Spawn

Administrator
Verified
Staff member

This article comes from Windows Central.​

Source: Free antivirus software is good enough for most people, here's why

To summarise:
  1. Preinstalled on Windows 10 devices.
  2. Experts and reviewers recommend them.
  3. Minimal slowdowns
  4. Feature-rich
  5. Designed to be easy to operate. (Aka You don't need to read the 100 page manual)

However there is paragraph from the article which may require further clarification. While Defender ATP is not available for consumers, is Defender Antivirus still considered a next-gen component of ATP, or is ATP the next-gen component for Defender Antivirus?
Microsoft Defender Antivirus is described as the "next generation protection component" of the company's Defender Advanced Threat Protection (ATP). Without paying a penny, you have access to protection that brings together machine learning, big-data analysis and in-depth threat resistance research. It also detects and blocks apps that are deemed unsafe, even though it may not be detected as malware.

The antivirus software updates as part of the Microsoft updates we've all come to know and love, so there's no need to worry about keeping it up to date with virus definitions. Why would you pay for anything else?
 

oldschool

Level 57
Verified
Is there any advantage of BAFS on Windows Home and Pro?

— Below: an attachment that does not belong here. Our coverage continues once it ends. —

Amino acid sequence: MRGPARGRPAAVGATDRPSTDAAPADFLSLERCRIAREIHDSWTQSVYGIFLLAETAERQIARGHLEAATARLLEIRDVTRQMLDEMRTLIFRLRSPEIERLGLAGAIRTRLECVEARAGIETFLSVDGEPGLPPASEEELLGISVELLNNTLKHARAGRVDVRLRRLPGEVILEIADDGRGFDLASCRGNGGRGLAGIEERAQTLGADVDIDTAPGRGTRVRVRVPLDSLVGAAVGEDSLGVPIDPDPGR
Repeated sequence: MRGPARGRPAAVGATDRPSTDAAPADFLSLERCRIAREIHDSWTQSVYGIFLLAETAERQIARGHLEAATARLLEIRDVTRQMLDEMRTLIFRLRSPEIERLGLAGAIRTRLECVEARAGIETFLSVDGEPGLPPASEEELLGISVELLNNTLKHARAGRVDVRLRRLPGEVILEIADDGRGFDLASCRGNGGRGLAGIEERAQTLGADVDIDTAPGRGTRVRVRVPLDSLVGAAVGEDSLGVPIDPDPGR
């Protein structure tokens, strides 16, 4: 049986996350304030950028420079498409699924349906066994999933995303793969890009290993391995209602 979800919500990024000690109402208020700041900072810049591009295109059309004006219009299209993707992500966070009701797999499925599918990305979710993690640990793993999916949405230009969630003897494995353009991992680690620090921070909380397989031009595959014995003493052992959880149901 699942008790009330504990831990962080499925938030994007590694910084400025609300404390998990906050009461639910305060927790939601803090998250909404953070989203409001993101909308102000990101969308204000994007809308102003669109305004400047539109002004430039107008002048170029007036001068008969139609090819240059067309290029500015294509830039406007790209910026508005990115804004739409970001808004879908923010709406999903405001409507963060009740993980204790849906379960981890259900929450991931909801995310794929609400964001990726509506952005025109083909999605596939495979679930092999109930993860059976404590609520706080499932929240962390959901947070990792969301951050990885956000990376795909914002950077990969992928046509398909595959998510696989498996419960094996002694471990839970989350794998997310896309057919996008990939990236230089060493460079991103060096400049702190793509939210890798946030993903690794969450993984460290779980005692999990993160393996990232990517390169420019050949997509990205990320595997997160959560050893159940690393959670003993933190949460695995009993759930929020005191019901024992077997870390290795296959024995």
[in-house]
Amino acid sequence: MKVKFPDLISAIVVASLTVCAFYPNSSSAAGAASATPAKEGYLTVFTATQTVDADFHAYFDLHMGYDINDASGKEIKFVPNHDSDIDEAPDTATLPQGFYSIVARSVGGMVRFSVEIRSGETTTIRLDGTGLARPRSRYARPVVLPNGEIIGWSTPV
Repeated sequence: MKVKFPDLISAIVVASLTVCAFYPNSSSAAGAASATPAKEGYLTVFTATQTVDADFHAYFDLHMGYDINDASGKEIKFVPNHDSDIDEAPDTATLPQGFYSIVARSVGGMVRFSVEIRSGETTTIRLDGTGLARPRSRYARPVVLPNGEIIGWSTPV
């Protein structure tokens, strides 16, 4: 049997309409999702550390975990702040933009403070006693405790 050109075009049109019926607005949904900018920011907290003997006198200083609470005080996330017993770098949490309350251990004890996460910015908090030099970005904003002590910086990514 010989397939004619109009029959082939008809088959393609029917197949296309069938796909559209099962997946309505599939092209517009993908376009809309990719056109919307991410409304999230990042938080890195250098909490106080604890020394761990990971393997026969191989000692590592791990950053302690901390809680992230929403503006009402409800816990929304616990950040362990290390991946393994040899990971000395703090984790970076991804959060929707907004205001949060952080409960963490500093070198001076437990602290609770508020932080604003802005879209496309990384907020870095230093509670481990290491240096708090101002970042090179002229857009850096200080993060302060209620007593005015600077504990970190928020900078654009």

Yes, it is, and this is a very important WD feature. BAFS is enabled by default in all Windows editions for all Windows 10 versions supported by Microsoft.
By design, it works only for files with MOTW. Furthermore, only PE executables (EXE, DLL, etc.) and some script types (JS, VBS, VBA macros, etc.) can be protected.
Usually, BAFS is automatically triggered when the file has been downloaded from the Internet via Edge or Chrome.

Enable Block at First Sight to detect malware in seconds - Windows security

Turn on the block at first sight feature to detect and block malware within seconds, and validate that it is configured correctly.
docs.microsoft.com


What is the advantage of BAFS protection?

Without BAFS, the downloaded files are checked only against local signatures, which in the case of WD are optimized to minimize false positives. These signatures are only average for fighting new threats.
BAFS was introduced to cover new threats by applying additional protection:
  1. It forces scanning the file against fast signatures in the WD Cloud. Fast signatures are created when malicious files have been executed on any computer connected to the cloud. This also includes any computer which uses Windows E3 or E5. So, fast signatures can take advantage of advanced WD features like: "Advanced machine learning and AI based protection for apex level viruses and malware threats", and "Advanced cloud protection that includes deep inspection and detonation". All fast signatures ale available for any computer which uses the BAFS feature (also with installed Windows Home or Pro).